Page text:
The Coalition was established to investigate treatments for kudzu that did not use chemicals. However, in 2007 we began participating in studies that involve herbicides to better understand how chemical and non-chemical methods are best used — possibly together. Coalition volunteers do not apply chemicals in these studies. One study takes place at two sites in Spartanburg, and another study takes place in Sumter National Forest.
There is a phenomenon observed by the Coalition when using herbicides: delayed emergence. Here is an explanation of this effect, provided to us by Bill Kline, a researcher in the Vegetation Management and Range & Pasture businesses of Dow AgroSciences in a December 2009 e-mail (used with permission).
… this is what I tell folks about perennial plant control in general with herbicides: "Sub lethal doses of herbicides applied to perennial plants generally delay emergence the following spring". And this is true with kudzu. Basically, observations taken early the following spring can appear to be providing control — i.e., no emergence. Later observations generally show simply delayed emergence and by the end of the growing season, treated plants can appear almost the same as untreated plants. Now remember that this is when sub lethal doses are applied — for whatever reason — too low of a rate, the wrong herbicide for the target plant, poor application, shielding from other foliage, etc. Of course when the correct herbicide is properly applied to a susceptible perennial plant then these responses do not occur because a lethal dose kills the plant.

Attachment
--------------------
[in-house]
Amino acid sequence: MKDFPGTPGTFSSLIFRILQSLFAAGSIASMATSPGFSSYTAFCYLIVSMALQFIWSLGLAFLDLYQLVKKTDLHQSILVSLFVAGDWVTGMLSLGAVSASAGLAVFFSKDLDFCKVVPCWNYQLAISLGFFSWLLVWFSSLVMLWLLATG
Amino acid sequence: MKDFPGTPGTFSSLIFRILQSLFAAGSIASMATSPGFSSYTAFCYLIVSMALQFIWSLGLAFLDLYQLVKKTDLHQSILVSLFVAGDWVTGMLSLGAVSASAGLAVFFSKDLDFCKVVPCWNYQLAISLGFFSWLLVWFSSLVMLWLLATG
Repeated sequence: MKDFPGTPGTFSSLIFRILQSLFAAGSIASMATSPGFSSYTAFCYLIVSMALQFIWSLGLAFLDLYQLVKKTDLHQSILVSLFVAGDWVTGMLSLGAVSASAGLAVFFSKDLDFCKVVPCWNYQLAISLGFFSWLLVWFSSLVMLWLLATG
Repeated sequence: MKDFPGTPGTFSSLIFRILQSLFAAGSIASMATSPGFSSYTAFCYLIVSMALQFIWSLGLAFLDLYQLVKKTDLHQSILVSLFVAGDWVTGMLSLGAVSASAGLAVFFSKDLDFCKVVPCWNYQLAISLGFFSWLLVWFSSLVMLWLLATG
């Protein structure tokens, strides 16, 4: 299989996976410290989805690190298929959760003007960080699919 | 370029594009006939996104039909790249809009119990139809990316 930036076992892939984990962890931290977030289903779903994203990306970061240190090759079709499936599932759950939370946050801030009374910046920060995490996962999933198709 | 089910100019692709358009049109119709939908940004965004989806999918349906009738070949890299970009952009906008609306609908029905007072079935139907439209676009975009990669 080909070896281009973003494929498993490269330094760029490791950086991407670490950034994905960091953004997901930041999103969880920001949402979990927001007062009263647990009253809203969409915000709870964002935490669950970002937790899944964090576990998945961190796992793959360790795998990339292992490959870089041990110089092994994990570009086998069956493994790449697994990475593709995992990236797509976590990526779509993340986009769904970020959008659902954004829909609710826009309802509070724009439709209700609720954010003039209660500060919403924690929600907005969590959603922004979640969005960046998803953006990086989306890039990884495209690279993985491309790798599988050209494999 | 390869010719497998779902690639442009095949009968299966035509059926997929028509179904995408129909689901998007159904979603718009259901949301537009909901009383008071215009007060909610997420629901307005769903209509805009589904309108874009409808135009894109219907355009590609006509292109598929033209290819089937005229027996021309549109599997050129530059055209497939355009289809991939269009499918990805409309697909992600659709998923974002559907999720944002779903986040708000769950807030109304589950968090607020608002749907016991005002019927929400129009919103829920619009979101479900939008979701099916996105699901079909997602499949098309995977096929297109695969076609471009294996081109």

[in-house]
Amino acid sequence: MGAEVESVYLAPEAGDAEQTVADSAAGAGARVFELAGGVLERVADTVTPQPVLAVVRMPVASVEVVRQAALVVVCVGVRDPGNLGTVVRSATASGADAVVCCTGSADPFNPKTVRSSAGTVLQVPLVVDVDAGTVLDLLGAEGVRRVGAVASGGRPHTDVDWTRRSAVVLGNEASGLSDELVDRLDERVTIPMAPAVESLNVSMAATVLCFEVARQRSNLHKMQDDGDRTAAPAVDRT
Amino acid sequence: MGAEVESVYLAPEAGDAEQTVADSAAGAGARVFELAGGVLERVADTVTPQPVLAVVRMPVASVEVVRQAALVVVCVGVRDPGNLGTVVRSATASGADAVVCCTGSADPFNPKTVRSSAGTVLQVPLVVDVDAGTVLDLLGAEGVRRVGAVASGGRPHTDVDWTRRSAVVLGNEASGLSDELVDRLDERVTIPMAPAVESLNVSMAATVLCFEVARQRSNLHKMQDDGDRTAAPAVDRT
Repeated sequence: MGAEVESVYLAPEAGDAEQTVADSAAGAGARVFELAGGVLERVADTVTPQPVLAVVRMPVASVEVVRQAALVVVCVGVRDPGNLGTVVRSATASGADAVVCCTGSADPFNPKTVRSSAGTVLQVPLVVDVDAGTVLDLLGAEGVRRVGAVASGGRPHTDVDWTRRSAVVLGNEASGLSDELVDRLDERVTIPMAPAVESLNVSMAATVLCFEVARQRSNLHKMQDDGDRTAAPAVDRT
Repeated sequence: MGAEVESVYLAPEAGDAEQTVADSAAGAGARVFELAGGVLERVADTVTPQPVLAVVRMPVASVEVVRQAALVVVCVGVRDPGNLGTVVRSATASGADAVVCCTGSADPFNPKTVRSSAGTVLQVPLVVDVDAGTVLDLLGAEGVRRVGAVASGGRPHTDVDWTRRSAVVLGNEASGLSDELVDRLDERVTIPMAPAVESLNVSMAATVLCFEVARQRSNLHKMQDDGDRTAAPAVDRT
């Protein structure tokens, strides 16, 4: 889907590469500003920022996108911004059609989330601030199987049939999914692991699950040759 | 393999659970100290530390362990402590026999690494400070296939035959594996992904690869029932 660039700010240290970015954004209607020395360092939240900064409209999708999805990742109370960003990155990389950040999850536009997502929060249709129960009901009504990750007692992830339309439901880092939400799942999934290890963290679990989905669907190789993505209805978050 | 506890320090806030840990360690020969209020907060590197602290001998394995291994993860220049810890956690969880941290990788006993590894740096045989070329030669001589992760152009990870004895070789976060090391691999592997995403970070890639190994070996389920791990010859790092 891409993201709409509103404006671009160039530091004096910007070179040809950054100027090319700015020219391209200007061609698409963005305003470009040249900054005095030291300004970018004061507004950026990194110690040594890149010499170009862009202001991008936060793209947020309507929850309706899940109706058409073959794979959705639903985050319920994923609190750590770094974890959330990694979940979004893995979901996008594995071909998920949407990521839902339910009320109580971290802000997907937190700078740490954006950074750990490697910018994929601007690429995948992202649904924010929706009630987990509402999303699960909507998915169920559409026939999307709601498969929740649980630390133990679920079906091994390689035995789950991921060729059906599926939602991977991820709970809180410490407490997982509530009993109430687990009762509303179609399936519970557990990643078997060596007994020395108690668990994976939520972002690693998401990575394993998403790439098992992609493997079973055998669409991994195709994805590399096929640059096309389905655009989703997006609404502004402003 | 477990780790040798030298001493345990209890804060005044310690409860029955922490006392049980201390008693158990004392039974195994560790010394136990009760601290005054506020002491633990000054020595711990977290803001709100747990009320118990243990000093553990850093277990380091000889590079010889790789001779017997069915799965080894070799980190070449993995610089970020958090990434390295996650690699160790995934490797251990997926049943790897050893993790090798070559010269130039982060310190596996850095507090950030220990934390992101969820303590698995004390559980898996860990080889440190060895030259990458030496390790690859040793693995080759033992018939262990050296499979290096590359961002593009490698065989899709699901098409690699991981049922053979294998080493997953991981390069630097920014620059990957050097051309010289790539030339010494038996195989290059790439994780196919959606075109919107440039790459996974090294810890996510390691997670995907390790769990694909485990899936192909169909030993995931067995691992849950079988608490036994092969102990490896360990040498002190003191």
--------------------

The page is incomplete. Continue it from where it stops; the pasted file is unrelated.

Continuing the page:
The following additional links might interest individuals who want to know more about using herbicides to control kudzu.
The Forestry Division of the Tennessee Department of Agriculture provided us a detailed summary of herbicide use for kudzu control. The link is below. One caveat: It advises digging up kudzu roots for "spot treatment". This is completely unnecessary, as is desribed elsewhere on our website.
Herbicides: The Bottom Line